Shoe Zone has warned it may be forced to close up to 20% of its store estate in the next 18-24 months should the “antiquated” UK business rates system return in April next year.
In a trading update today (28 October), CEO Anthony Smith said the suspension of business rates in April this year was a significant benefit for the company, but noted government plans to reintroduce the system in 2021 could lead to store closures.
“The consequence to Shoe Zone will be the closure of up to 45 stores prior to April 2021 and the potential closure of a further 45 stores in the 12 months following the reintroduction. In total this would represent the closure of up to 20% of our store estate in the next 18 to 24 months.”
He added a delay to the rates revaluation in 2015 has cost the business GBP2.5m in total, while the latest revaluation delay will be even more costly as “rents during the period have fallen significantly further and consequently, rateable values should have fallen broadly in line with rents.”
“Never has the rating system been more unfair. Our rates as a proportion of rent have increased from 26.4% in 2009 to 54.3% in 2019 and forecast to be close to 60% in 2021. This is unsustainable for most high street retailers and closures will continue unabated until the government makes substantial changes.”
Smith’s comments come as Shoe Zone expects to report a loss before tax for the 52 weeks to 5 October in the range of GBP10-GBP12m (US$13m-$15.5m).
In a statement this morning (28 October), prior to entering its close period, the retailer said as anticipated trading conditions in the second half of the financial year were challenging.
Store trading since reopening in June has been broadly 20% down year-on-year with digital trading broadly 100% up year-on-year. While the latter is encouraging, Shoe Zone said it has not filled the deficit from store sales.
Full-year revenues are expected to amount to about GBP122.6m, compared to GBP161.9m last year.
It added no dividend will be paid in relation to FY20 as debt repayment is now being prioritised by the board which does not anticipate Shoe Zone will be in a position to restart a dividend policy until at least the 2024/25 financial year.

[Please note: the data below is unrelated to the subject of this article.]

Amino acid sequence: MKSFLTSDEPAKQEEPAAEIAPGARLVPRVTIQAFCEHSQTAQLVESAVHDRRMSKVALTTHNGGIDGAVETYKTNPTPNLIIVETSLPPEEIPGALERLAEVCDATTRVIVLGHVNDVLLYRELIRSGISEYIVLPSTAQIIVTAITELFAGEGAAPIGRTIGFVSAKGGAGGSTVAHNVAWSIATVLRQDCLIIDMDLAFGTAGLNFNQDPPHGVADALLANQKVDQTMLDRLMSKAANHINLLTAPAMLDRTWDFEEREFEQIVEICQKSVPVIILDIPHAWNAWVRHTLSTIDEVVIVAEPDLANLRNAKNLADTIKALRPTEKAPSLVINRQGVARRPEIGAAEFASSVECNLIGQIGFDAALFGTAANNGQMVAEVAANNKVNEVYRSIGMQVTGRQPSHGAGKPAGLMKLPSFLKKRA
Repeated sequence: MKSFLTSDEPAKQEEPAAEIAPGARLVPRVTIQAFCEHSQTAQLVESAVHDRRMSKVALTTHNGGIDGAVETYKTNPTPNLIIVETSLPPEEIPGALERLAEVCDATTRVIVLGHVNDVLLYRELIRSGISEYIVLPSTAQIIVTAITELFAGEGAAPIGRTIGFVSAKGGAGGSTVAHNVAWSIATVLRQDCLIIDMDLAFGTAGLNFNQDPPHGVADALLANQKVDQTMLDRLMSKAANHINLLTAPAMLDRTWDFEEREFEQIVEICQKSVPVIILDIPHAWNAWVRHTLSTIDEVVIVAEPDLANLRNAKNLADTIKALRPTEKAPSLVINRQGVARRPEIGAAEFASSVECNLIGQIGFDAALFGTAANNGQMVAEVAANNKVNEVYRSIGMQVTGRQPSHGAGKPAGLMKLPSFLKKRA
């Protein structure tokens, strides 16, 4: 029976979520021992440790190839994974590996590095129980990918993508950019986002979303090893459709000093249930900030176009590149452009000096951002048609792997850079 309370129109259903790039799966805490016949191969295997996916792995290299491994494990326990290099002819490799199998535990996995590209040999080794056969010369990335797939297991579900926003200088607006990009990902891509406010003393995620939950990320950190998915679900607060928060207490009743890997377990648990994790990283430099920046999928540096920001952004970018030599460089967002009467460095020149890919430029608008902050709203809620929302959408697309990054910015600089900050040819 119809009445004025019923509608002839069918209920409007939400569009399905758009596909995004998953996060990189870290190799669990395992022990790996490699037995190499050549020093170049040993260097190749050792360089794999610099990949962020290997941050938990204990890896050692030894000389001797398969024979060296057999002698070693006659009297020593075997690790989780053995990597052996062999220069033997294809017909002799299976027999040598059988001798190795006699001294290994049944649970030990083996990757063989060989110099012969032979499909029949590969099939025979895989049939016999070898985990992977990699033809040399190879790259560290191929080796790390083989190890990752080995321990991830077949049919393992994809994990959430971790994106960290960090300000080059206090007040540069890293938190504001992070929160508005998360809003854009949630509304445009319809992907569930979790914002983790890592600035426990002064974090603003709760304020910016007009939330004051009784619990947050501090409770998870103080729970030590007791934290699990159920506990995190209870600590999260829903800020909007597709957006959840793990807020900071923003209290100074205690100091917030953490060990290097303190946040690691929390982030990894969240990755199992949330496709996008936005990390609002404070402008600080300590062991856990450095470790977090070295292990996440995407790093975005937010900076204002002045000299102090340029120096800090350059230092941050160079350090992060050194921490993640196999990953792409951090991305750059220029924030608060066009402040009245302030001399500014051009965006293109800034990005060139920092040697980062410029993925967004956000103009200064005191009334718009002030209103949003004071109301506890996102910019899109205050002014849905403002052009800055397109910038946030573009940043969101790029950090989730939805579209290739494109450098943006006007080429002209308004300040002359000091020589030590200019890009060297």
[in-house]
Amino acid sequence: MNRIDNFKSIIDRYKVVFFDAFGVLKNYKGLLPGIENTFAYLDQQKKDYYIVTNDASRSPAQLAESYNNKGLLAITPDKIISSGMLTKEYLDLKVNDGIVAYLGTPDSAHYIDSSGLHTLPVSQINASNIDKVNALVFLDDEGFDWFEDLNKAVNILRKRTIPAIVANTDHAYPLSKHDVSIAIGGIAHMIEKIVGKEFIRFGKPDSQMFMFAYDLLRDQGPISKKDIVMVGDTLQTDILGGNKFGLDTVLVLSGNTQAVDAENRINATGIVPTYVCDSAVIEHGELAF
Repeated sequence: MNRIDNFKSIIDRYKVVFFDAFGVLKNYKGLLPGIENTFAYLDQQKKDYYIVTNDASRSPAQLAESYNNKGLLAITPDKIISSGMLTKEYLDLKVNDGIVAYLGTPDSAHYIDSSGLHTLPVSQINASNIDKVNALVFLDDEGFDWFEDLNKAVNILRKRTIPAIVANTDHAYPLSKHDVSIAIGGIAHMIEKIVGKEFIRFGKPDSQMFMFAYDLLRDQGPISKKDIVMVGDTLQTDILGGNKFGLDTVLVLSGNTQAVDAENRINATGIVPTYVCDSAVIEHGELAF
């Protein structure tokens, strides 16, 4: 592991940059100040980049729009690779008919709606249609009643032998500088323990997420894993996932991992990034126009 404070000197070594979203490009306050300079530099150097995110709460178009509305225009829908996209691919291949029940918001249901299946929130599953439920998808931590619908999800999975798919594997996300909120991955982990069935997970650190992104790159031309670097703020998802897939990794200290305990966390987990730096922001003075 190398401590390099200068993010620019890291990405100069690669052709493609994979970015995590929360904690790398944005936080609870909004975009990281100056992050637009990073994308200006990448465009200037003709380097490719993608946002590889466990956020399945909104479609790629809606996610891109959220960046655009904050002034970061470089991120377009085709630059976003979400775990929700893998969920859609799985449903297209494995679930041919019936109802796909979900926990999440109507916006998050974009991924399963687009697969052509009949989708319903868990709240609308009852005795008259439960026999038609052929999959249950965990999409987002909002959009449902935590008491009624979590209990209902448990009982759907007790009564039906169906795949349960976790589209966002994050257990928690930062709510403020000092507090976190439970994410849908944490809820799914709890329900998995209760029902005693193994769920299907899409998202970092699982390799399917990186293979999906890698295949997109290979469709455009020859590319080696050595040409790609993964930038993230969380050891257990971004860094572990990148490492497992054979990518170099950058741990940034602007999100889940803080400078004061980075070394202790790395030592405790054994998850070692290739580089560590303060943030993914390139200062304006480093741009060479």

The retailer ended the year with 460 stores, having opened ten Big Box stores and closed 40 stores during the period. At the year-end, 50 Big Box stores were trading. All future new openings are on hold until trading conditions improve whilst a small number of essential relocations will happen as needed.
Sports footwear focus
Pippa Stephens, retail analyst at data and analytics company GlobalData, notes Shoe Zone’s footwear specialism has significantly hindered its performance during the pandemic, with its revenue during the second-half falling by about 40%, causing its share price to tumble by 20% in early morning trading.
“Shoe Zone has announced that it now plans to shutter up to 90 of its 460 stores over the next two years, and while it has blamed the government’s delayed revaluation of business rates, a lack of footwear demand during Covid-19 will have accelerated its response. Having already carried out 30 net store closures throughout FY19/20, this slump in store numbers will be a massive blow to the business but will enable it to adapt more successfully to consumers’ rapidly changing shopping habits, with online penetration across the clothing and footwear sector continuing to rise significantly.
“Moreover, a smaller high street presence will allow the retailer to focus on its Big Box locations, which will remain more desirable among shoppers, as their positioning within retail parks allows for easier accessibility and plentiful parking, while their larger floorspaces enable simpler social distancing.”
While the retailer’s decline was mainly driven by its physical locations, which were forced to close across the UK during lockdown, Stephens says it has also been severely hindered by the fact that its shoppers were not previously accustomed to shopping through its website, with online only accounting for 6.5% of its sales in FY2018/19. Though digital revenue was up about 100% versus last year throughout the pandemic, this was not significant enough to outweigh the lost revenue from stores, and retailers with more established online platforms have had greater top of mind appeal due their superior fulfilment capabilities and more engaging websites, she says.
“Shoe Zone must encourage more frequent purchases among its current customers by offering more perks via its loyalty scheme, reducing the cost of its delivery saver option to GBP9.99 (currently priced at GBP12.99) and introducing free postal returns. Providing free delivery over a minimum spend threshold would also help to increase basket sizes, while more inspiring social media pages would boost impulse purchases.”
Shoe Zone’s value proposition will have helped it retain some appeal during Covid-19, Stephens notes, as increasing unemployment rates have caused some shoppers to trade down from competitors like Office and Dune.
“However, some of its branded ranges extend into midmarket price points, so it should reduce these options and prioritise those which offer better value while economic uncertainty remains rife. Its strong presence of children’s footwear will have been beneficial throughout the crisis, as this subsector has proven more resilient due to shorter replacement cycles. However, to maximise potential within its adult ranges, Shoe Zone must decrease its mix of formal styles and focus more on sports footwear, which has been one of the strongest categories during the pandemic. It should try to onboard more desirable sports brands, like Fila and Puma, to boost relevance, and should ensure trainers have a key presence across its social media posts and website homepage to raise awareness of its offer.”
Shoe Zone will announce its final results for the period on 13 January 2021.